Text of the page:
An unapologetic plant geek shares advice and opinions on gardening, the contrived and the natural landscape, as well as occasional topics from the other side of the gate.

July 3, 2013

Private Garden Tour, Part II

     The north end of the Virginia Beach oceanfront was once a place where families from elsewhere in the state had their summer homes. Come Labor Day, these cottages were closed up for the season and stayed unoccupied until the following May. Although some of that tradition still occurs, most of the homes are now lived in year round.

      The third stop on our tour, the MacKinlay garden, has been in the current owner's family for decades, in fact, she grew up in the house. She converted the garage in the back to a carriage house, where she now lives, and has left the main house, and all of its memories, available to her daughters as the family beach house. I found the landscaping around this home very appropriate to the smaller scale of this cottage-like home. Unlike so many other homes, this one does not have a green mustache of evergreen foundation shrubs planted across the front. Rather, it has a mix of annuals, perennials and groundcovers, with the occasional evergreen thrown in too. This mix carries around to the side garden and into the back, where the garden and carriage house have more of a courtyard feel. As much as I love a grand estate, there is nothing like a small garden done right.

MacKinlay Garden (9)

     The petunia is 'Pretty Much Picasso' which came out several years ago. This is the first time I have seen it used where I liked it, and I think that's because it shares its space with Sedum 'Angelina'.
MacKinlay Garden (11)

MacKinlay Garden (17)

MacKinlay Garden (13)

MacKinlay Garden (10)

MacKinlay Garden (8)

     The tree up against the fence is a large Persea borbonia, known as red bay here.  This coastal plain native is endangered, and it is at its northerly limit here in southeastern Virginia.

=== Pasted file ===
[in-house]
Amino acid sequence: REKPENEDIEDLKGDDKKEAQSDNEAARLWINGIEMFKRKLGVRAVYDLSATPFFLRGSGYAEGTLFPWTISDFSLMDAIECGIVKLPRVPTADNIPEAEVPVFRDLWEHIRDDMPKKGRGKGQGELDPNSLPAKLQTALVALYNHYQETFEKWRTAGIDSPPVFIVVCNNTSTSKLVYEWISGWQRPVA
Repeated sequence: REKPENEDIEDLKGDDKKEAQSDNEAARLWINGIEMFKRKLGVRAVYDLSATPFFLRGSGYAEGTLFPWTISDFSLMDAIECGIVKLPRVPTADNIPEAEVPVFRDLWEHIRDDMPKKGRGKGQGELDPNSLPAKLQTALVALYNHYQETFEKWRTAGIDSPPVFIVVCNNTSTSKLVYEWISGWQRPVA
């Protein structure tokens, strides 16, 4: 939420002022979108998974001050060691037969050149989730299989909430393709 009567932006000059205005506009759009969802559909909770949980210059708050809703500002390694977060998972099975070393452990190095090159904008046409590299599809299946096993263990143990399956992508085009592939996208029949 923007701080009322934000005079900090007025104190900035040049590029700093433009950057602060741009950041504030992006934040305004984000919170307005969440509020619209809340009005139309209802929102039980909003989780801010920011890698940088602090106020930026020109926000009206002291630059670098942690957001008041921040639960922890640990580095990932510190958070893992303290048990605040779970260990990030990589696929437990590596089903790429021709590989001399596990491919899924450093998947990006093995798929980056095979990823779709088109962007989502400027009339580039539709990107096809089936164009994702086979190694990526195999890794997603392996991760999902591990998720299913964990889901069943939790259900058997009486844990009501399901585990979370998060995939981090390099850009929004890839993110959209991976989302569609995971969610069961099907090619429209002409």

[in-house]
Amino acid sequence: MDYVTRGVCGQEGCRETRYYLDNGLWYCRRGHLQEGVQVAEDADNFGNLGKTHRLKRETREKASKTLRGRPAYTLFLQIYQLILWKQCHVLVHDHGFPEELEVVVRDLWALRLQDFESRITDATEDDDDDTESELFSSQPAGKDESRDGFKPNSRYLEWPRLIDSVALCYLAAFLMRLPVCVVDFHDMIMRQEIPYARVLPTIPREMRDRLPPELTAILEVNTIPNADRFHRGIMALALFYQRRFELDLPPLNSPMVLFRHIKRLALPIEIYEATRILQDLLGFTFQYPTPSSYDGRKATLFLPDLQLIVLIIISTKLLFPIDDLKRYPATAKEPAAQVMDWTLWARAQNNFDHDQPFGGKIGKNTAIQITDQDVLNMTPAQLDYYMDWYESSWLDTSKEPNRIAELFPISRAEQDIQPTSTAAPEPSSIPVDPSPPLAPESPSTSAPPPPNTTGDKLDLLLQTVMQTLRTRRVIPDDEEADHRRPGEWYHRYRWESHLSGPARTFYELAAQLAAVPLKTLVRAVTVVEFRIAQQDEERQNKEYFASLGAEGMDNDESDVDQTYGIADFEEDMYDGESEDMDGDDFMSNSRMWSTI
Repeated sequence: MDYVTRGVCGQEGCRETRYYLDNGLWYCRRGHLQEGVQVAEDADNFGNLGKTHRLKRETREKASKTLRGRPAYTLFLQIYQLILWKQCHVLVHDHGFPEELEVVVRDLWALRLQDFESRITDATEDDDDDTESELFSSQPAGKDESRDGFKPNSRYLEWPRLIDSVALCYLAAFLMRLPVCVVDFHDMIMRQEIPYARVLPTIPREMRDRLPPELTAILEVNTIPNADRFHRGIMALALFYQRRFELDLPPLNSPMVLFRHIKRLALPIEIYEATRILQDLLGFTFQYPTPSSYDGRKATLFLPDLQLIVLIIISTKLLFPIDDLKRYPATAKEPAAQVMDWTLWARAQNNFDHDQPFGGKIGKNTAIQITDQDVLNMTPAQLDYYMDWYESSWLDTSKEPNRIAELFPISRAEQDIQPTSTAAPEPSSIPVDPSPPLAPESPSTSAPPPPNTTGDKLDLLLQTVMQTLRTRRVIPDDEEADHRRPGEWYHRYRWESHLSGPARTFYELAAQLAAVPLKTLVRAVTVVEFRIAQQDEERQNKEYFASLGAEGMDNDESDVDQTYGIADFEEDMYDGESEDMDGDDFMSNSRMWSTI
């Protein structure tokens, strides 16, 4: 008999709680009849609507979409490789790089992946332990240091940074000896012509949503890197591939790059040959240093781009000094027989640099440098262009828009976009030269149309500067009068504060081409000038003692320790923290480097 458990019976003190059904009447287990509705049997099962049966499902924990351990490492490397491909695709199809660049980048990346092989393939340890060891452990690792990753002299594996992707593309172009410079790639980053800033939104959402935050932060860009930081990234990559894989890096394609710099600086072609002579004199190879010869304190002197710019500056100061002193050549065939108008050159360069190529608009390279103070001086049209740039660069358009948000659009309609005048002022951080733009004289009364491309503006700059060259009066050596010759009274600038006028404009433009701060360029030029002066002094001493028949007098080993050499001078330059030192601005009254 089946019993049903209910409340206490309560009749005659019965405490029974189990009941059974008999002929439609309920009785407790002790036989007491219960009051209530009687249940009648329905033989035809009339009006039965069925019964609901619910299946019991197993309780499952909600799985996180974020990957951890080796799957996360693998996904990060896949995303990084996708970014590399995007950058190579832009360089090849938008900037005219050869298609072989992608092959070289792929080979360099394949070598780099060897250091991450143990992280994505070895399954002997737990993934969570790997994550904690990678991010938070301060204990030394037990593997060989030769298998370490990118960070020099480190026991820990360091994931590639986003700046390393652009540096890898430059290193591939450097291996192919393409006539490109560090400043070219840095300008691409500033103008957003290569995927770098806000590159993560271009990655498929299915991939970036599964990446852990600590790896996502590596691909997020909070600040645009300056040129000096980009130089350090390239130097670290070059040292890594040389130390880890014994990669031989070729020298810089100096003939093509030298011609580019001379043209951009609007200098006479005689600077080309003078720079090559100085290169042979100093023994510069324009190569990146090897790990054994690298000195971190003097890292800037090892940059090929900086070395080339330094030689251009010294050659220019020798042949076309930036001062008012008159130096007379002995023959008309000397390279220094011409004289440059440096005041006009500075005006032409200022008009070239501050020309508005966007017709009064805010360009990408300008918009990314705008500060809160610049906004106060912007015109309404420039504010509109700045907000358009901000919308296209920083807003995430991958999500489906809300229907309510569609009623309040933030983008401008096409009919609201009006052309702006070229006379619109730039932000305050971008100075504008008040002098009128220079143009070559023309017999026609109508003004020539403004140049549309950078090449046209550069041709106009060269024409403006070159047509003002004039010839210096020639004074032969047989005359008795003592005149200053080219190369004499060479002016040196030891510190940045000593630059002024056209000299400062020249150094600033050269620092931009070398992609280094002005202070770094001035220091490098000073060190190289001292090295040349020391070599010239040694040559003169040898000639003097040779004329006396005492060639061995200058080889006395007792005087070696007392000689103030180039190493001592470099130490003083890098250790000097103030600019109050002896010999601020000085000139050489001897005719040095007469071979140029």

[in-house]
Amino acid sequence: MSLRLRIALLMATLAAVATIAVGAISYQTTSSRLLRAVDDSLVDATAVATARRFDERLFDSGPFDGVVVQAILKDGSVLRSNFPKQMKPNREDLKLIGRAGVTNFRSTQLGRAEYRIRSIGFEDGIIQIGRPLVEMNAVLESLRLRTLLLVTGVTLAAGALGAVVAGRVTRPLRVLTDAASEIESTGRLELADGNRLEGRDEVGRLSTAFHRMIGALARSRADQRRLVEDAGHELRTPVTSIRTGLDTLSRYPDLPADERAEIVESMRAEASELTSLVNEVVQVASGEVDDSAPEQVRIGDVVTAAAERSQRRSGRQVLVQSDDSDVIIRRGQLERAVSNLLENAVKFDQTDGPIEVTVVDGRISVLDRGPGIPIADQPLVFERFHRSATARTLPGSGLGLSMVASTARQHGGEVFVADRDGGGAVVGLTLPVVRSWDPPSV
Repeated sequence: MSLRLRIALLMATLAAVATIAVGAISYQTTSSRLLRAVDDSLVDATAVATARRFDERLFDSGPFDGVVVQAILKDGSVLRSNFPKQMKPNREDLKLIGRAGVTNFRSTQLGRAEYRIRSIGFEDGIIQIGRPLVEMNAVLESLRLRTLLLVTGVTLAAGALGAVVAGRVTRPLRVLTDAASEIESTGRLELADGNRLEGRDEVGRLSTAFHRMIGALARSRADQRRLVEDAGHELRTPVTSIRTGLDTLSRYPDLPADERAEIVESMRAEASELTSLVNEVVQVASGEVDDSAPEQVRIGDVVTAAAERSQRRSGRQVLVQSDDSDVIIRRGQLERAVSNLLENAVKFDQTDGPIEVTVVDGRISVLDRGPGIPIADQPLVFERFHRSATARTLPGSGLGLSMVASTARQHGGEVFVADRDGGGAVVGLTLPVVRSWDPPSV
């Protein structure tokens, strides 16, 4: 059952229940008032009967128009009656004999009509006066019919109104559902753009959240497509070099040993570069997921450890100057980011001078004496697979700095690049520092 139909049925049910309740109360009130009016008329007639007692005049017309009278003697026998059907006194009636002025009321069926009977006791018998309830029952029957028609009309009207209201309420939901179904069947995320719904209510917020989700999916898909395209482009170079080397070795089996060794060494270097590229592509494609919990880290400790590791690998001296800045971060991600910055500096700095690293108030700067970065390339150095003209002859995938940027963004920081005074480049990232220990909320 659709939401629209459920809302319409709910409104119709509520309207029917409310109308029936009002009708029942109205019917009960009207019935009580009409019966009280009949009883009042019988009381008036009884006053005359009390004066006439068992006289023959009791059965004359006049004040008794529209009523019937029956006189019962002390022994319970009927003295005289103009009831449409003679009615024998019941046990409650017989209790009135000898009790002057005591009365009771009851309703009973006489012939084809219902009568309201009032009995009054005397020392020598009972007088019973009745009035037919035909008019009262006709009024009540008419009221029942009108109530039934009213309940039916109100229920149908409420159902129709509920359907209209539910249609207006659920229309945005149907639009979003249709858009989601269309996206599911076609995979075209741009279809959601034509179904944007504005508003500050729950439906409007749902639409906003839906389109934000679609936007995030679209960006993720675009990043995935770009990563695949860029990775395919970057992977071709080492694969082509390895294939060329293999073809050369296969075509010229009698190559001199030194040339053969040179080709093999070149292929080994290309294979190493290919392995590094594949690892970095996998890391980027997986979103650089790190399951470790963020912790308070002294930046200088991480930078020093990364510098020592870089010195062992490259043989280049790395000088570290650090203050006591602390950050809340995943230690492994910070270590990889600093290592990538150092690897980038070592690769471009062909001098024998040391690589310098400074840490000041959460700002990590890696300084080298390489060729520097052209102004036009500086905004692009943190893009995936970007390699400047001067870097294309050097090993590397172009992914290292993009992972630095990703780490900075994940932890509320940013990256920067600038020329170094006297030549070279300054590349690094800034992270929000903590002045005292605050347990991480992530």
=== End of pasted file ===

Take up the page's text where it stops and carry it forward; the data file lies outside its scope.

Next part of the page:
MacKinlay Garden

MacKinlay Garden (2)

MacKinlay Garden (5)

MacKinlay Garden (18)

     Osteospermum and Lisianthus (Eustoma)
MacKinlay Garden (16)

MacKinlay Garden (4)

MacKinlay Garden (14)

     My next post will take us to a home that is as bold and dramatic, as this one is quaint and charming. If you would like to see part I of our tour, you can click here.


  1. I'm stuck on that petunia. In close-up with the Angelina sedum, it's nice enough that I can almost forgive it for being a petunia. But I'm stuck. I usually hate petunias in all forms. Open my mind.

  2. Sweet garden and perfect for the house!

  3. Refreshing....It's always nice to see other real gardens in this area and what they are growing. Love the Redbay and it's focus, a plant almost forgotten here and in local garden circles. I get to plant a few of them every couple of years and am excited folks like them. In westside Norfolk, where I grew up, there are bunches of old, old Redbay specimens, some with 20+ inch trunks and as healthy as the day they were planted.

  4. Oh, this was a GOOD one! I especially love the photo with the brick path (or is it patio)...And the colors/flowers are so attractive and well distributed....

  5. I'm a sucker for garden folly...loved the rustic bench and garden tools on the wall. Creeping Fig covered the brick to my childhood home so adore that. The red bridge, water in the gardens. All good.

  6. Lovely. I love garden follies too !

  7. I love how they use the stones, ground covers and other plants to make a real tapestry that seems all of one piece.

  8. I absolutely love that small foliage bed with the Dichondra and white Caladiums! The brick walk, gate, shorebird sculpture-so much interest packed into such a little bit of space.

  9. Yes, the petunia with the sedum is a great pairing. Love the blue birdbath....what a great color with the chartreuse foliage.